|Place of origin||Mexico|
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Suadero, in Mexican cuisine, is a thin cut of meat from the intermediate part of the cow or pork between the belly and the leg. Suadero is noted for having a smooth texture rather than a muscle grain. Typically, suadero is confited or fried and used as a taco filling.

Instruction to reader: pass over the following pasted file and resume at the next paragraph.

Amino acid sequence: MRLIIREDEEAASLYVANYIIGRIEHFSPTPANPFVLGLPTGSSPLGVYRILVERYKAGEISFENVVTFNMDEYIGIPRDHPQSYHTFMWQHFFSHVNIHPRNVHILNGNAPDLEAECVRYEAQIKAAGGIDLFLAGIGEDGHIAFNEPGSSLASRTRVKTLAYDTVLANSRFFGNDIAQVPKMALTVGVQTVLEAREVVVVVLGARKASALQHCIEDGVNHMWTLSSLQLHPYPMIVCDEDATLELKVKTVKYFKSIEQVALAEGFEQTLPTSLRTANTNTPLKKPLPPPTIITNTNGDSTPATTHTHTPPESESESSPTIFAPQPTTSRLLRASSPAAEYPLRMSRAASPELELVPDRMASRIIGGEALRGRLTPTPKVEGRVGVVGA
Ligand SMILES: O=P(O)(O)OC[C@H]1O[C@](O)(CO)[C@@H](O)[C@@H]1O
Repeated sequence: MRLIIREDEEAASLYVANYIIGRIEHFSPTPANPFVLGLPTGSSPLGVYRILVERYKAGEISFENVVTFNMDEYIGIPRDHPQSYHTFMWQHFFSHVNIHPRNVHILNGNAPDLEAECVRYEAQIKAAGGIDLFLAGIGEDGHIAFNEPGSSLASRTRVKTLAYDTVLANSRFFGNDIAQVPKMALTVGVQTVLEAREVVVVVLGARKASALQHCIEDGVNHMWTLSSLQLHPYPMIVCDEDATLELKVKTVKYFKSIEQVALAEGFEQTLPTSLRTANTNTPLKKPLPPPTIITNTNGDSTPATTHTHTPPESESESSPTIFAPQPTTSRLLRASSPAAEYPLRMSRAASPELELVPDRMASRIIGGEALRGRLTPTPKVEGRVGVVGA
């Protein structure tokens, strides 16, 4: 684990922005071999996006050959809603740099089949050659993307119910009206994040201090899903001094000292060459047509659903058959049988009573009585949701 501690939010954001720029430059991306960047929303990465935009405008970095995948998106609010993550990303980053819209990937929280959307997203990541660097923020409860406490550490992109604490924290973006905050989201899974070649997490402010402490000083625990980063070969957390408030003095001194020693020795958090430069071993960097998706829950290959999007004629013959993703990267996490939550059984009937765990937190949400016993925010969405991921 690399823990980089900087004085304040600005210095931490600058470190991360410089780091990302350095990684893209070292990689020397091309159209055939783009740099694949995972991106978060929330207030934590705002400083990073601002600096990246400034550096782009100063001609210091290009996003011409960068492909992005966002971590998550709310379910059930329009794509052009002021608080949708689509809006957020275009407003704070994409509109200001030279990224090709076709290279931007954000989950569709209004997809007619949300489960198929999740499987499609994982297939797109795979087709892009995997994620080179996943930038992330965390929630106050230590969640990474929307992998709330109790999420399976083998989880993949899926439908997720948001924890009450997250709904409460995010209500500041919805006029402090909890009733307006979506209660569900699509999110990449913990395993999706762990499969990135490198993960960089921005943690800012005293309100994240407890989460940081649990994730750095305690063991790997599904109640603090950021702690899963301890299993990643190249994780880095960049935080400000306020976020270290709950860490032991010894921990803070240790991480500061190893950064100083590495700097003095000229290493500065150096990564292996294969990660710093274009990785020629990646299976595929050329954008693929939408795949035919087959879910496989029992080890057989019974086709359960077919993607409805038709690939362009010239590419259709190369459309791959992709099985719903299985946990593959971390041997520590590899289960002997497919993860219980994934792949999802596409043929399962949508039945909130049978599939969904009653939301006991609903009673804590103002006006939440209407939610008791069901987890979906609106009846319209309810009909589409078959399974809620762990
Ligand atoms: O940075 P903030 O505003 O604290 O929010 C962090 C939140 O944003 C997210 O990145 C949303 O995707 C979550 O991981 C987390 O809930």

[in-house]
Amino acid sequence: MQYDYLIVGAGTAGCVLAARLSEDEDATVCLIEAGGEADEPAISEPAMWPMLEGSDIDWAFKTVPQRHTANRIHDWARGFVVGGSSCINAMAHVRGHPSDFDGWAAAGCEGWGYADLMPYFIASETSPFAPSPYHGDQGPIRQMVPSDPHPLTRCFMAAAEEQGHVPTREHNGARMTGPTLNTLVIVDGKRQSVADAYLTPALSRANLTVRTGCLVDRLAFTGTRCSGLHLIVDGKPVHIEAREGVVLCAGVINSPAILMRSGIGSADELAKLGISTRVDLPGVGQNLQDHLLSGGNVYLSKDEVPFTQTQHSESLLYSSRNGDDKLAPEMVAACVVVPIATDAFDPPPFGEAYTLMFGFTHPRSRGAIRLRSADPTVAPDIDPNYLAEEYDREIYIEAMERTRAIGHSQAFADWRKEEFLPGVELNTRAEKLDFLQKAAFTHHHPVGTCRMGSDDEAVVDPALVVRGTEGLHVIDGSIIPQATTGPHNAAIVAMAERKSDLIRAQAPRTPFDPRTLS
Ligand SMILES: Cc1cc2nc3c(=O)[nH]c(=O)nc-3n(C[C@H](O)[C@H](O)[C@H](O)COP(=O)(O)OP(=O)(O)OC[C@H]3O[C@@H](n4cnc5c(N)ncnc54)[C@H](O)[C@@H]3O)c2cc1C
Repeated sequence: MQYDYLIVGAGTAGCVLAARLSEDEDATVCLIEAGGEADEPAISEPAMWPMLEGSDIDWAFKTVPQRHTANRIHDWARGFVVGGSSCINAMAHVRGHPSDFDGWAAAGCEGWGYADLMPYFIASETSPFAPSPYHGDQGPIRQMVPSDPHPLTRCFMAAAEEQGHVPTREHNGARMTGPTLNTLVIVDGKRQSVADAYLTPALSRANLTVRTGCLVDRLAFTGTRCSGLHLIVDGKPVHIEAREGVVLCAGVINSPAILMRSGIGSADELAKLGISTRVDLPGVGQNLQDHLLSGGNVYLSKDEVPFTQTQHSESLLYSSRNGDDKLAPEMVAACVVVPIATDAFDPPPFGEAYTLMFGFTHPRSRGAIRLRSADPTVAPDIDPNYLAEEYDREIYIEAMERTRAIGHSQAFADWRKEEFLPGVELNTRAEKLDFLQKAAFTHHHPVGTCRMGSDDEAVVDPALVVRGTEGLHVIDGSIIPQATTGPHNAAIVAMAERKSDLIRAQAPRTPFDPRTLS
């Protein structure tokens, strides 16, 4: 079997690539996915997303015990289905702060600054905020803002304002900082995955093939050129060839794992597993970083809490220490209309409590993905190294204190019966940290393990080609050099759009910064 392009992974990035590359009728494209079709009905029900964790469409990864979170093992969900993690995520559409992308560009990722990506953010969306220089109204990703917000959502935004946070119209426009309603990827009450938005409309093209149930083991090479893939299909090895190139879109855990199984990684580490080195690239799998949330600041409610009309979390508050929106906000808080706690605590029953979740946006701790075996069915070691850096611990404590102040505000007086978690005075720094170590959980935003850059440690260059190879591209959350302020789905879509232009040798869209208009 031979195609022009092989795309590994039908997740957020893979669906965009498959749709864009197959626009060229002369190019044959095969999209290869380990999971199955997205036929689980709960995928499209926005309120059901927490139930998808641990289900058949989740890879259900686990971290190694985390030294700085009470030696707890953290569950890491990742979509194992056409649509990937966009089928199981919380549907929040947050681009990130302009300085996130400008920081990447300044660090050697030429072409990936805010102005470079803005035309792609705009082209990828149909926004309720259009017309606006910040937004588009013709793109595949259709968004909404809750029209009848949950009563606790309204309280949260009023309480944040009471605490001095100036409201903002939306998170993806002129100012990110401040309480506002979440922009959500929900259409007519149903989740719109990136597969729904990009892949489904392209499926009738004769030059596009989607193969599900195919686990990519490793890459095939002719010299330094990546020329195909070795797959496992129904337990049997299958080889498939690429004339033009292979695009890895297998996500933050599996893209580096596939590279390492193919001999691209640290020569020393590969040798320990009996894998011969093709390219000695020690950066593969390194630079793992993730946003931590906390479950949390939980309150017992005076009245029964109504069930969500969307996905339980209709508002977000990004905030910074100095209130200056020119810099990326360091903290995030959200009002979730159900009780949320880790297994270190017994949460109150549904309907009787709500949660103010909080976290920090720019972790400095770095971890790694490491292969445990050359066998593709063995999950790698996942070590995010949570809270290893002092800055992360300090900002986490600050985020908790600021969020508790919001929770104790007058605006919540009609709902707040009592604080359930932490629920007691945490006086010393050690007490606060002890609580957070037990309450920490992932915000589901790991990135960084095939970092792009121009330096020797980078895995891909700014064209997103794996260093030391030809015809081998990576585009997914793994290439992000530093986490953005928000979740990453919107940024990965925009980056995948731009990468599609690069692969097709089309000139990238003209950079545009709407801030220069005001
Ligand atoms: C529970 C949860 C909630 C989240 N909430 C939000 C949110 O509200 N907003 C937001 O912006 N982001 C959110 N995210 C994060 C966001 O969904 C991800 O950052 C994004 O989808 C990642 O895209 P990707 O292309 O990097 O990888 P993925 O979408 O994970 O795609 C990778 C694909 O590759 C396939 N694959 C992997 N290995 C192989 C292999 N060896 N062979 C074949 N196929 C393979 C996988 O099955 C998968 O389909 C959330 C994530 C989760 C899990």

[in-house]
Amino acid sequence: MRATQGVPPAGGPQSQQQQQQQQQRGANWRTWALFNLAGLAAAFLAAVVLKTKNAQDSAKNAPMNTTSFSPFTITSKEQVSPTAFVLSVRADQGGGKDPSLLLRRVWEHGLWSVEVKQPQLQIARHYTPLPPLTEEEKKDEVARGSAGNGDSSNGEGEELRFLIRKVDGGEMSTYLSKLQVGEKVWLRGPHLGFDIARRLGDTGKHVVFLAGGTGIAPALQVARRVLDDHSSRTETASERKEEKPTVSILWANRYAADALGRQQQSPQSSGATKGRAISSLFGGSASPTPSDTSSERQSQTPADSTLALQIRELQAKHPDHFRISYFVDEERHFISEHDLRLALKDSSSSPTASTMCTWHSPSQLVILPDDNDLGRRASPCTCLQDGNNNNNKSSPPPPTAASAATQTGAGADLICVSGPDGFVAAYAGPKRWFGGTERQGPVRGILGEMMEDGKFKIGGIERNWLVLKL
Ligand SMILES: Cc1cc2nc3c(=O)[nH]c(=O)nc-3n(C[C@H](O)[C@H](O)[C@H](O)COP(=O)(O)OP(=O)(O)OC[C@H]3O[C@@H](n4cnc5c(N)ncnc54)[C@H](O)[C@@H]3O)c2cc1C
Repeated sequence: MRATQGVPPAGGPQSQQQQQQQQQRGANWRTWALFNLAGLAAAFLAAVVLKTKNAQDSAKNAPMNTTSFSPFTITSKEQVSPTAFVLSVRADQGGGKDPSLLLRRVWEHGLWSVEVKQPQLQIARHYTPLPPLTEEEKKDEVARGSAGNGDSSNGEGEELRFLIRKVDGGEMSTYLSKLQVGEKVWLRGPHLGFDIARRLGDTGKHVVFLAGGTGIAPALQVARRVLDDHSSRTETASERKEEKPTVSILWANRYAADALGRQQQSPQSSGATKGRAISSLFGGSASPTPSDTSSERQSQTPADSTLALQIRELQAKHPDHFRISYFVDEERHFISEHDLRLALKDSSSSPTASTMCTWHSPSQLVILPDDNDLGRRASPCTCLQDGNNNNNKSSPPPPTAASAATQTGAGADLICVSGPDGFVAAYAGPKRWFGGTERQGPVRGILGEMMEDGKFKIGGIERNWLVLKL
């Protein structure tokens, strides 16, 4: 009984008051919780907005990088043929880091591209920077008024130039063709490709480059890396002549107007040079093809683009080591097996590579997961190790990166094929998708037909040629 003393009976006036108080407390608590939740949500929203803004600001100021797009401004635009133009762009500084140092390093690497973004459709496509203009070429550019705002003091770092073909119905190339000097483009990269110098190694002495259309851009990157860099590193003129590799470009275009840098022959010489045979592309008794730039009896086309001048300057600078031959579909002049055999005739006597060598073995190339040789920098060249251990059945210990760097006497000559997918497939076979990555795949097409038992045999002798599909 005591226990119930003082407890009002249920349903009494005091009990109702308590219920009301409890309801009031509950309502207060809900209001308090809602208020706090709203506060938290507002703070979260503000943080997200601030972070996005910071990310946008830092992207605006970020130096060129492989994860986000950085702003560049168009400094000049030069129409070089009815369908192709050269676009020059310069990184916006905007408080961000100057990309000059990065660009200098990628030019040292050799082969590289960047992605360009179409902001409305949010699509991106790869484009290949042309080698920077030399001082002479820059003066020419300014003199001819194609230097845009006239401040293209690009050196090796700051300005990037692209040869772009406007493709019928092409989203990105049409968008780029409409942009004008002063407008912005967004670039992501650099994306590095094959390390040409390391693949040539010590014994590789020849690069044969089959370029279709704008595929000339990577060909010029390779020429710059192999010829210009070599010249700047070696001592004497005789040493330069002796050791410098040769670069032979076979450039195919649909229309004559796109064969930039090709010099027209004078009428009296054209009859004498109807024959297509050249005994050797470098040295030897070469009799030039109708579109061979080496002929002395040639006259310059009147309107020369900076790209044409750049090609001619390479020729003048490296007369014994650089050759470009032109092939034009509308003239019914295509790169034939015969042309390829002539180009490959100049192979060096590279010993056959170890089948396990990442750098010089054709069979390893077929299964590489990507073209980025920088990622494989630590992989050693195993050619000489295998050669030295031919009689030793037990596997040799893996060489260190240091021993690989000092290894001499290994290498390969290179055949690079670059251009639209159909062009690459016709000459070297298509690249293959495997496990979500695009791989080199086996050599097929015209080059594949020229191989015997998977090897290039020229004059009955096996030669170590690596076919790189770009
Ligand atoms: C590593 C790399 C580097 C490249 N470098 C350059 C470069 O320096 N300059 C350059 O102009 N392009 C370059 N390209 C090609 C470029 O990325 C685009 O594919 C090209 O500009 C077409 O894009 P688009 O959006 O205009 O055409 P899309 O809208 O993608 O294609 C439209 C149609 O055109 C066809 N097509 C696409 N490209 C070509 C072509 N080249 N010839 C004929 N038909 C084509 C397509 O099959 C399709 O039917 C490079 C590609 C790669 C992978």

Suadero, also known as matambre in Argentina and sobrebarriga in Colombia, is the name of a very thin cut of beef in Argentina, Paraguay and Uruguay, taken from between the skin and the ribs, a sort of flank steak. In Mexico City, México; it is very common and popular, offered mainly on street taco stands; but also eaten in sandwiches (tortas) and in a sort of round thick hollow fritters, made of corn dough; served hot, flat and filled with various meats, garnishes and sauces; called gorditas.